I confess. I used to disdain the phrase soft eyes.
Back in the days, when I taught rapport-building skills, the term popped up in one of my training manuals. Soft eyes just sounded kinda cheesy to me. You know, softly gazing at someone. Like a scene from a sappy Hollywood movie.
That’s not what soft eyes is, of course.
You know folks who have been drilled in how to give eye contact, right? The ones who don’t do it well? They stare at you intently. Often intensely. Their gaze is unwaveringly focused on you. They really really look you in the eye. Their eyes seem to somehow never blink. And you simply want to recoil. Run. Run as fast from them as you can. Have them leave you the heck alone.
That’s bad eye contact. The opposite of soft eyes.
A little bit of context. The term soft eyes has been around for a long while. Hunters use this phrase to describe their skill in animal tracking. It is generally believed to have Native American origins. NLP (the study of neuro-linguistic programming) uses the term to describe a relaxed way of being present. In the HBO series “The Wire,” an entire episode was named Soft Eyes. In it, the character Bunk Moreland uses the phrase in conversation. He suggests that when we look with soft eyes we’re able to see more than what we see at first glance.
Nice. Let’s distinguish between 3 different ways of viewing what’s in front of us.
- Peripheral vision:
Most of us are not great at it. It’s an acquired muscle-memory skill. When we practice peripheral vision we approach our field of vision with the widest possible span and try to catch all that is on the edges of this span. I think of it as the old Cinemascope view of the world. We scope deep and wide.
The risk: We get constantly distracted by all we see and don’t notice what’s actually right in front of us. Not unlike a state of steady social media overwhelm. More, always more.
- Foveal vision:
Consider it the art of the laser focus. We are able to bring our attention to the tiniest detail that others will miss. My friends Pedro and Frank, both gemologists, immediately come to mind. Gemologists are trained to notice, and focus on, near imperceptible matter. The sort of stuff I tend to not see even after it is pointed out to me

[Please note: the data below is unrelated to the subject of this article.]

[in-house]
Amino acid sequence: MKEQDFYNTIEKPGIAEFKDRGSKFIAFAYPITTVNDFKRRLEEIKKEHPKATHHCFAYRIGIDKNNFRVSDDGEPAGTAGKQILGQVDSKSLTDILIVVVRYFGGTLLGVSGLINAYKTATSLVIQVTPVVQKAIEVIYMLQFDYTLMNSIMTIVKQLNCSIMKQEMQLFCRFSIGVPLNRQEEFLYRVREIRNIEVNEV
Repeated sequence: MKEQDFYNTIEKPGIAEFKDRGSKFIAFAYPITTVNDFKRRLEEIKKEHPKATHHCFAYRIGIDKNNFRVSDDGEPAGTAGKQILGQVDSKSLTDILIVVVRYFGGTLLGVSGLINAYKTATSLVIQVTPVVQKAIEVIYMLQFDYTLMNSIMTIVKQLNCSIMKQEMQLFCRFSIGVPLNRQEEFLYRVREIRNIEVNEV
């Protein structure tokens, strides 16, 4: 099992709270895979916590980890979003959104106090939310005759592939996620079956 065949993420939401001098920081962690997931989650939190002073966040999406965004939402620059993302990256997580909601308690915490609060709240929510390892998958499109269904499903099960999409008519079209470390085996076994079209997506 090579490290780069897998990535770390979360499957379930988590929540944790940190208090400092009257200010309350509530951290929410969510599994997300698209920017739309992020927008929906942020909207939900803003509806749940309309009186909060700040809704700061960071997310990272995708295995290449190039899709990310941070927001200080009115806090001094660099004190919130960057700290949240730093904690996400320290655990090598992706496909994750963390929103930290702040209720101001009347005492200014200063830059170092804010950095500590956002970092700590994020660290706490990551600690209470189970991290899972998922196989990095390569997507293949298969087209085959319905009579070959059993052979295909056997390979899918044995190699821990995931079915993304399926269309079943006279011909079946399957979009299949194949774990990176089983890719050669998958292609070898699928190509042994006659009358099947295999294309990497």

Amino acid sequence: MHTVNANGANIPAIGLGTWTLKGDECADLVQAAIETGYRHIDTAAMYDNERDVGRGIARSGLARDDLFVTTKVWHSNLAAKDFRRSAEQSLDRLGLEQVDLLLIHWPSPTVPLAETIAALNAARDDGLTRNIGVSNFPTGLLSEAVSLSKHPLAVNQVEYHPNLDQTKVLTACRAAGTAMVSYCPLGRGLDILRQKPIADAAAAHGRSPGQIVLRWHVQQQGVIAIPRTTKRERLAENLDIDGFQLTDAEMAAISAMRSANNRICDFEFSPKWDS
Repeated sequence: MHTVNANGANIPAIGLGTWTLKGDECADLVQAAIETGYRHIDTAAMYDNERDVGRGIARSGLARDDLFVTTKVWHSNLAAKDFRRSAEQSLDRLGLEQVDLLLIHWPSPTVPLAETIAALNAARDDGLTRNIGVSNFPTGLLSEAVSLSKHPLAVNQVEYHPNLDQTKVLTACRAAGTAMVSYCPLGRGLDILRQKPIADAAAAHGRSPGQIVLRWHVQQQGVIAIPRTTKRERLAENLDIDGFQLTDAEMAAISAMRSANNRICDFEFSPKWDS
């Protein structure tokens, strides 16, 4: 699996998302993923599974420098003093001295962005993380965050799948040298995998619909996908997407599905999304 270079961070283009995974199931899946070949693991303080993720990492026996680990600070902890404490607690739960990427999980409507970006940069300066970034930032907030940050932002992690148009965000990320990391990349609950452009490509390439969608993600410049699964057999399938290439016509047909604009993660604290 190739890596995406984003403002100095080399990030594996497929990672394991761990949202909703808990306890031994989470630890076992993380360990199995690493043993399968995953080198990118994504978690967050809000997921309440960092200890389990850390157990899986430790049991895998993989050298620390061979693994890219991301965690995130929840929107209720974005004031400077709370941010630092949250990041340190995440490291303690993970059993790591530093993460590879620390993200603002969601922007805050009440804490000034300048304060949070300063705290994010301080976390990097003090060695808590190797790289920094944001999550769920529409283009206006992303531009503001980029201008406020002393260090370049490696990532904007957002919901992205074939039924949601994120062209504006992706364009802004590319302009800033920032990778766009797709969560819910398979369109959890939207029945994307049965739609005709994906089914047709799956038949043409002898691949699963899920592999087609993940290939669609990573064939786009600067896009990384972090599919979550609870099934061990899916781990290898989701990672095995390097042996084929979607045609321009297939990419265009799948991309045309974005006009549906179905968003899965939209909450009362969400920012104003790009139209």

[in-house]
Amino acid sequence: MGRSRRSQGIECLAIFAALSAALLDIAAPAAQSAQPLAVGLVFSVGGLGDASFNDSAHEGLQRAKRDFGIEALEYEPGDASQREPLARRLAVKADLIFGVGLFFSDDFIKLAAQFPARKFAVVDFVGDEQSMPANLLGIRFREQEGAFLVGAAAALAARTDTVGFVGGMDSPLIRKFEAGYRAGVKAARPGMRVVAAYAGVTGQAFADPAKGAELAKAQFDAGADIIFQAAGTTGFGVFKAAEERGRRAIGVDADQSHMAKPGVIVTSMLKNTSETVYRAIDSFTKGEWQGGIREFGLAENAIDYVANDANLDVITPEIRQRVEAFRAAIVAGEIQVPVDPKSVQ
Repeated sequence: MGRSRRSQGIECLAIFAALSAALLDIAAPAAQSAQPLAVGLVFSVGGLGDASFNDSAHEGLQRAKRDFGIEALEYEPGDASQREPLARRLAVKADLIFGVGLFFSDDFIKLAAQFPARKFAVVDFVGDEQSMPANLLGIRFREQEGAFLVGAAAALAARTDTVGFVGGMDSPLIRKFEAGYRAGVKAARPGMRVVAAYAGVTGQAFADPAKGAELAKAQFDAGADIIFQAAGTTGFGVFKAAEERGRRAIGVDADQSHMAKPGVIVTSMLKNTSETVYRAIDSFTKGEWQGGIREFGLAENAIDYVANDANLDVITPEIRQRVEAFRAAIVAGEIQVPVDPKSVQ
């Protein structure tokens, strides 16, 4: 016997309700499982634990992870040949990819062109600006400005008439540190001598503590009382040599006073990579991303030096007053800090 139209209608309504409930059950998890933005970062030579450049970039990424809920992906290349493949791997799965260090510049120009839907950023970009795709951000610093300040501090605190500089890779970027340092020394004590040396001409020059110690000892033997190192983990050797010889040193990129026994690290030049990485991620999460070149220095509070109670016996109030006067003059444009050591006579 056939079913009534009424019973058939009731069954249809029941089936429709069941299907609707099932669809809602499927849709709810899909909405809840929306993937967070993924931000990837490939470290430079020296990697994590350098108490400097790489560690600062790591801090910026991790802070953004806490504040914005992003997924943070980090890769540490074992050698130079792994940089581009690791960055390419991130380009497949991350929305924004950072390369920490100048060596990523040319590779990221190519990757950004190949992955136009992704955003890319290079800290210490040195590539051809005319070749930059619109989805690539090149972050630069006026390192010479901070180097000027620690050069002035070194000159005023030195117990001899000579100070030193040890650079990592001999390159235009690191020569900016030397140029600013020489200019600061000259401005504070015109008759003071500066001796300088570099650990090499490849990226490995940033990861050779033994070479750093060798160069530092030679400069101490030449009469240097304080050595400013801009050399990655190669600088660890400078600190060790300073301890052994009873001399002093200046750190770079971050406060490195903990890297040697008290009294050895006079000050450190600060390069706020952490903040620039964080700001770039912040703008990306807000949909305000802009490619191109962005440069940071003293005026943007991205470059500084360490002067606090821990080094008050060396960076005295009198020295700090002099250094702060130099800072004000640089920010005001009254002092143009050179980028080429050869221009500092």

The risk: We zero in on a seductive detail and miss significant details beyond our point of focus or significant changes in our surroundings. We have stereotypical tunnel vision
- Soft eyes:
It’s the effortless combination of both peripheral and foveal vision. When we focus on a person or an object, we do so without straining. Our eye muscles stay relaxed. Our gaze is not hard or intense. It is soft. At the same time, we stay aware of our peripheral vision and see all that is present in the broadest field of view.
The risk: I don’t, pardon the pun, see any risk. I see only assets.
The benefits of looking at the world in front of us are in some ways obvious – and tremendous:
- More relaxed: Because the inherent tenet of soft eyes is that we don’t strain, it tends to lull us into a more relaxed way of looking at others and the world around us. It puts us AND others at ease because we’re not “trying so hard.” Folks who meditate liken it to being in a state of walking meditation, much of the time. An easy, conscious, aware way of moving through the world.
- More open: When we doggedly focus on one person or object, we inadvertently close ourselves off to the many subtle non-verbal signals that may be “talking” to us while we over-focus. Soft eyes keep us aware of these signals and, in turn, make it easier for us to adapt our behavior accordingly. We show up more “in tune” with our environment.
- Less self-talk:
I wish I had research data for this claim. The anecdotal evidence is powerful, and I trust that on a gut-level it makes sense. When I look at my surroundings with soft eyes I am powerfully in tune with the world in front of me WITHOUT trying too hard. This constant and effortless immersion with what I see pulls my focus outward, away from the sometimes incessant mind chatter we all know. The mind chatter dials down. Thanks to soft eyes, I am more present in the moment.
I have dreams and intentions for 2019. I am excited about them. And I know that everything will unfold with more grace and ease if I approach people and situations with soft eyes.
I claim 2019 as My Year of Soft Eyes.
I can’t think of any reason not to. Won’t you join me please?